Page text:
- Aug 27, 1943
- New York, New York, USA
A leading teen ingénue of the 1950s and 1960s, Tuesday Weld later emerged as one of the more intriguing actresses in Hollywood, delivering a string of well-received performances in the kinds of offbeat and idiosyncratic projects rarely visited by performers of her beauty and glamour. Born Susan Weld August 27, 1943, in New York City, the name "Tuesday"… More Bio:
A leading teen ingénue of the 1950s and 1960s, Tuesday Weld later emerged as one of the more intriguing actresses in Hollywood, delivering a string of well-received performances in the kinds of offbeat and idiosyncratic projects rarely visited by performers of her beauty and glamour. Born Susan Weld August 27, 1943, in New York City, the name "Tuesday" was an extension of a girlhood nickname, "Tu-Tu." She began working as a child model at age four to help support her family after the death of her father, quickly moving from mail-order catalogues to television commercials. She made her film debut in 1963's Rock, Rock, Rock before understudying in Broadway's 1957 production of The Dark at the Top of the Stairs. Upon signing a seven-year contract with 20th Century Fox, Weld was labeled by the press as "Fox's answer to Sandra Dee," but after just one film, 1959's Rally 'Round the Flag, Boys!, the studio dropped her.
Weld shot to prominence through her work in the television comedy The Many Loves of Dobie Gillis, which premiered in 1959. That same year she appeared on the silver screen opposite Danny Kaye in The Five Pennies, followed in 1960 by the campus drama Because They're Young. Also in 1960, Weld began appearing under schlockmeister Albert Zugsmith, first in Sex Kittens Go to College and later in the following year's The Private Lives of Adam and Eve. Successive roles in Return to Peyton Place and the Elvis Presley vehicle Wild in the Country further crippled her attempts to mount a serious acting career, although her turn in the 1962 Frank Tashlin comedy Bachelor Flat showed signs of life. Weld then turned down the seemingly tailor-made title role in Stanley Kubrick's Lolita in order to study her craft at the Actors' Studio, and after holding her own opposite Steve McQueen and Jackie Gleason in 1963's Soldier in the Rain, she announced she would no longer accept teenage roles.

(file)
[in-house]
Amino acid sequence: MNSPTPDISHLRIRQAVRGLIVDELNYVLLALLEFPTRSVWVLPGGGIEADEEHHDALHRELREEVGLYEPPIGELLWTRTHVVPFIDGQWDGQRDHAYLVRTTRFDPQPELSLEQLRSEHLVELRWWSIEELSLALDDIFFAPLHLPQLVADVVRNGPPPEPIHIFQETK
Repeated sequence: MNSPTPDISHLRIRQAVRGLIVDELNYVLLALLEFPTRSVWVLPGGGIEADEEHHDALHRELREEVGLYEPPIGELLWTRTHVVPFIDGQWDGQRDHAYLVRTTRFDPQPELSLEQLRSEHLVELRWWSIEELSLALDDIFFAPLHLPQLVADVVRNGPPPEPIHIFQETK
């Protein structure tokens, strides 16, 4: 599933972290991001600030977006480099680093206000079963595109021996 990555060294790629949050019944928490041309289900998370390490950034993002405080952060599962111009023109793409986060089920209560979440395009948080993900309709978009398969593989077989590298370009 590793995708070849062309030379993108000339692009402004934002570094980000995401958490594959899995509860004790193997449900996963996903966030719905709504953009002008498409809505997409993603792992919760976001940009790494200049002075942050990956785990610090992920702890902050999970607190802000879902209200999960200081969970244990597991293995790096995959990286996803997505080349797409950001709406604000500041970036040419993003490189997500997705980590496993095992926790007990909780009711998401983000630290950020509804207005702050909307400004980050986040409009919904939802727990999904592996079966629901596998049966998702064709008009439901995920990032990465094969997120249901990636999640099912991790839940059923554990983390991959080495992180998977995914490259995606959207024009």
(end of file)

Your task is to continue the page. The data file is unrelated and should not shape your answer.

However, teen roles were all that continued to come Weld's way, and after a two-year absence from the screen she resurfaced in 1965's I'll Take Sweden as the young daughter of star Bob Hope. She followed with an appearance in the McQueen gambling drama The Cincinnati Kid, and in 1966 delivered her strongest performance to date in George Axelrod's little-seen satiric gem Lord Love a Duck. That same year Weld married, later giving birth to her first child. Motherhood brought a temporary halt to her career, forcing her to turn down plum assignments including Bonnie and Clyde, Cactus Flower, True Grit, and Bob & Carol & Ted & Alice. She returned to work in 1968's Pretty Poison, again earning strong critical notices, but after 1970's I Walk the Line, it was reported that she had moved to Britain and retired from film.
The move was not permanent, for in 1971 Weld appeared in her friend Henry Jaglom's A Safe Place. After 1972's Play It As It Lays, she returned to television work, starring in the TV films Reflections of Murder and F. Scott Fitzgerald in Hollywood. In 1977, Weld appeared in Looking for Mr. Goodbar, and a year later she starred in Who'll Stop the Rain? From 1980 to 1985, Weld was married to Dudley Moore, a period during which she appeared in Michael Mann's 1981 thriller Thief and Sergio Leone's 1984 classic Once Upon a Time in America. In the latter half of the decade, however, she appeared more infrequently before the camera, with only a pair of TV-movie credits, 1986's Something in Common and Circle of Violence: A Family Drama, and a lead role in the 1988 feature Heartbreak Hotel. In the 1990s, Tuesday Weld sightings were even more rare, including only 1991's Mistress, 1993's Falling Down, and 1996's Feeling Minnesota.
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